There are many different caffenol recipes used for developing film, and depending on which film you are wanting to use some recipes are better suited to each other. A good starting point for this decision can be found at caffenol.org.
What follows here is how I used Espresso coffee (rather than instant coffee), to develop Fomapan 400 in my Caffenol Cafe 1: RDC Espresso portrait project.
Caffenol RS (reduced sodium) at 20 degrees for 14mins.
Caffenol (RS) 1 litre
40g washing soda (sodium carbonate) 40g espresso coffee grounds 16g Vitamin C 10g iodised salt
Step 1: soaking the coffee
The first step is soaking the coffee grounds for 5mins in 500mls of water at 20 degrees C. Then filter the coffee through either a coffee filter pocket or cheese cloth twice to remove the grounds.
Step 2: measuring the washing soda and vitamin C
While the coffee is soaking, I mix up the washing soda with 500mls of water at 20 degrees C, stirring well to make sure it is fully dissolved, then add the Vitamin C and stir well again.
Step 3: mixing washing soda and vitamin C into the coffee, and what it should look like when it is ready to use.
Once the coffee has been strained, Add the washing soda and vitamin C into the coffee.
Step 4: the developing tank
I add the caffenol into my developing tank with continuous agitation for the first 30 seconds, then 3 or 4 inversions every minute after that, for a total of 14 minutes.
Step 5: stop, fix, rinse.
After pouring out the caffenol, I use water as a 'stop bath' rinsing until the water is clear of any caffenol, then fix for 5mins (I use a standard Ilford rapid fix for this step), followed by 3mins of washing the film with water.
Step 6: hang to dry.
Chris Schmelz is taking the his caffenol portrait project to Raglan Roast in Wellington from 11-13 August. Check out the event listings here.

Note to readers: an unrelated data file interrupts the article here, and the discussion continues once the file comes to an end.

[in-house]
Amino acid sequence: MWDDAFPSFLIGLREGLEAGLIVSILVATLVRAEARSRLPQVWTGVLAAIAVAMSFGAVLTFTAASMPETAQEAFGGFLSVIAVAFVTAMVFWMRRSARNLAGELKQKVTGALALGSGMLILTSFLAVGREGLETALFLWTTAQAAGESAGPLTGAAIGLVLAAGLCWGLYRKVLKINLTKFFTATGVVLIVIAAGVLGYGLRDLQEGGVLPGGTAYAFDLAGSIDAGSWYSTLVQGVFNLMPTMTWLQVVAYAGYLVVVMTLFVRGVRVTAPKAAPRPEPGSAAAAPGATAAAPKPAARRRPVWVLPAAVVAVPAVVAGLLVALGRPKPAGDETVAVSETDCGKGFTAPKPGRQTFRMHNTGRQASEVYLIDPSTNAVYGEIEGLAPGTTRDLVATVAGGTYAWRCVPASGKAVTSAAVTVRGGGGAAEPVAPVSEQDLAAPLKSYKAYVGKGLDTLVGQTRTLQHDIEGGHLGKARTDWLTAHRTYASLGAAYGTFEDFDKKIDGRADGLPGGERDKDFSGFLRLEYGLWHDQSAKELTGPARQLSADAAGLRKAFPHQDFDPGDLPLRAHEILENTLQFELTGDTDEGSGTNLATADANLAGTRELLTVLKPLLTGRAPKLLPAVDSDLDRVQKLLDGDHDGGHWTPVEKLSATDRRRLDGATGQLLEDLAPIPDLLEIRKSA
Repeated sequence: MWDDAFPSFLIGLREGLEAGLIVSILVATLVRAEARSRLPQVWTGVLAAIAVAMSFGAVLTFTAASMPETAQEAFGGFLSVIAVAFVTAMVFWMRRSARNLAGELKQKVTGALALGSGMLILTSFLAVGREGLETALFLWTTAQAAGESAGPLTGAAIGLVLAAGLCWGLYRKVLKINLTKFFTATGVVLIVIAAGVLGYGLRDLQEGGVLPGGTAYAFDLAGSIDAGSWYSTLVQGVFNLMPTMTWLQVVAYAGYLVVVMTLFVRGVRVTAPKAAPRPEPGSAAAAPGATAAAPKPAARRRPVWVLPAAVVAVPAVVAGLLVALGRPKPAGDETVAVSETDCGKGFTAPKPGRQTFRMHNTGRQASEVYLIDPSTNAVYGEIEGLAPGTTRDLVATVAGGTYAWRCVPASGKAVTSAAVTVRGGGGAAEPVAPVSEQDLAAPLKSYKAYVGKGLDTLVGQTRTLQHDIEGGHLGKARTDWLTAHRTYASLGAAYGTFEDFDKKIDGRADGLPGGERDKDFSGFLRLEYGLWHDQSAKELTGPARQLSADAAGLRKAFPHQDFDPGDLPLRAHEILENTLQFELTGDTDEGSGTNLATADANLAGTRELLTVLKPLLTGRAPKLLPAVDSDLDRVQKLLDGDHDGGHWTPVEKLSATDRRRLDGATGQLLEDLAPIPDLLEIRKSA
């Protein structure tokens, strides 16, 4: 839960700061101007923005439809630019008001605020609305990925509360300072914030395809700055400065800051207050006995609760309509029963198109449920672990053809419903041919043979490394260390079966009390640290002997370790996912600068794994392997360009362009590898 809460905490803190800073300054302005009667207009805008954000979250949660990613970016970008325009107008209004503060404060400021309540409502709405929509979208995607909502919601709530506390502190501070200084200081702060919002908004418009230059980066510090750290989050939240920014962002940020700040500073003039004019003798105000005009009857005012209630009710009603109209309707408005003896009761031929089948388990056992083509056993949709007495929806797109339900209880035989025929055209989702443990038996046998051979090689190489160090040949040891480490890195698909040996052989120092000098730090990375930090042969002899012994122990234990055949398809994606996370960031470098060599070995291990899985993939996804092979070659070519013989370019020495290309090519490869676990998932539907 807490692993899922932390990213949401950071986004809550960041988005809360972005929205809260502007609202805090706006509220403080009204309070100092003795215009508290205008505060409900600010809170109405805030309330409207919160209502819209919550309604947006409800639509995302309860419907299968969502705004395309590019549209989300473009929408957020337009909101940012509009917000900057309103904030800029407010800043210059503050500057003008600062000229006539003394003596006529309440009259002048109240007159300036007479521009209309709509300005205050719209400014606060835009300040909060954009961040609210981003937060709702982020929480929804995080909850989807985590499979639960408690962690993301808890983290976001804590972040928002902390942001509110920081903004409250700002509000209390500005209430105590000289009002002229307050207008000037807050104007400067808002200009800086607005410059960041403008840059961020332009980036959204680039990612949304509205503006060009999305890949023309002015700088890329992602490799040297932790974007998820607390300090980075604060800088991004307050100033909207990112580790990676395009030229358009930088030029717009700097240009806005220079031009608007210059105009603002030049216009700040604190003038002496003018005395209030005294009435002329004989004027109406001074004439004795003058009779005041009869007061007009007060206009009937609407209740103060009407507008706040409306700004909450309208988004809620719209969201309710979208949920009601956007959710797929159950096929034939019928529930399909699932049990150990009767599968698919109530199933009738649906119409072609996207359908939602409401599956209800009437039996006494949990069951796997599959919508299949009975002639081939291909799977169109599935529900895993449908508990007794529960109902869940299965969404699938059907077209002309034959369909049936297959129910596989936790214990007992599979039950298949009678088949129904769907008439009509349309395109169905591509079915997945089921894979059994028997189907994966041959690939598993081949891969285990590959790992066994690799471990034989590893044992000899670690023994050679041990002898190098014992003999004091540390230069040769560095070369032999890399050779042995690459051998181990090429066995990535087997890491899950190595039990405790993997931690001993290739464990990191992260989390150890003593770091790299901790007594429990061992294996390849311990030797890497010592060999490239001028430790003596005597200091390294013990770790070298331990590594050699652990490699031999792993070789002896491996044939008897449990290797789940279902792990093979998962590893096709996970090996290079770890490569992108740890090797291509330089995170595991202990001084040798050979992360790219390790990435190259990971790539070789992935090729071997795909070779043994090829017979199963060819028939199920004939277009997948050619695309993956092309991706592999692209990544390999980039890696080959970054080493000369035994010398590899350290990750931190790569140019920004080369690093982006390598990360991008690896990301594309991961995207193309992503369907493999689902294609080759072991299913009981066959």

The following images are from the 'Caffenol Cafe 1: RDC Espresso' portrait project, and were developed using the coffee grounds from the Dunedin cafe RDC.
Christopher Schmelz is an interdisciplinary artist and musician from Koputai/Port Chalmers who predominantly works with analog film and sound, in a performative and installation based practice. Chris has performed nationally and internationally as part of the long-running experimental film/expanded cinema group, Rubbish Film Unit, and as a musician performs with several Ōtepoti/Dunedin bands including Wet Specimen, Guardians and Wolfskull.
His most recent works continue his exploration of experimental film making (specifically with hand processing film) and expanded cinema, using the physical nature of celluloid film and its artifacts, to create site specific film installations and live film performance. 16mm film is shot and hand processed within the space, then physical film loops are installed making direct contact with the space via their projectors, which generate both the sonic and visual elements for these sculptural film works.
These works embrace the visual aesthetic usually associated with lack of film care and technical mistakes, playing with the sentimentalism that is commonly associated with celluloid film. The tactile nature of film allows for the exaggeration of these elements, and for the emphasis of hands-on DIY film making.